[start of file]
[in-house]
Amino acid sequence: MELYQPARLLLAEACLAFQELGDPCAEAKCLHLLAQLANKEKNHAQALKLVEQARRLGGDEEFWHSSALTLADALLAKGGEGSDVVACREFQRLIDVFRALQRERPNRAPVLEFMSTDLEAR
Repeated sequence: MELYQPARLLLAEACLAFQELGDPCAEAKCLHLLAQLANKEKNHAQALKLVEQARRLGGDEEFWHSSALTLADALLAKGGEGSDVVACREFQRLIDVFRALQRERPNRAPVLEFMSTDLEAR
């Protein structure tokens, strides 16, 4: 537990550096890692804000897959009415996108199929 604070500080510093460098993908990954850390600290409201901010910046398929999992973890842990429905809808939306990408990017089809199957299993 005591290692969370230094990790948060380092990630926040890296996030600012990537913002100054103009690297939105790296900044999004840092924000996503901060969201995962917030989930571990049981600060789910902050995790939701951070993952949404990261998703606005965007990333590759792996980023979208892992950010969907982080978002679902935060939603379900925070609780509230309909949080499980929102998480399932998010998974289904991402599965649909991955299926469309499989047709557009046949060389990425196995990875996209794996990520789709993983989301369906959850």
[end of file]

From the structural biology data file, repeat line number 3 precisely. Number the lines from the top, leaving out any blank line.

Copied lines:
Repeated sequence: MELYQPARLLLAEACLAFQELGDPCAEAKCLHLLAQLANKEKNHAQALKLVEQARRLGGDEEFWHSSALTLADALLAKGGEGSDVVACREFQRLIDVFRALQRERPNRAPVLEFMSTDLEAR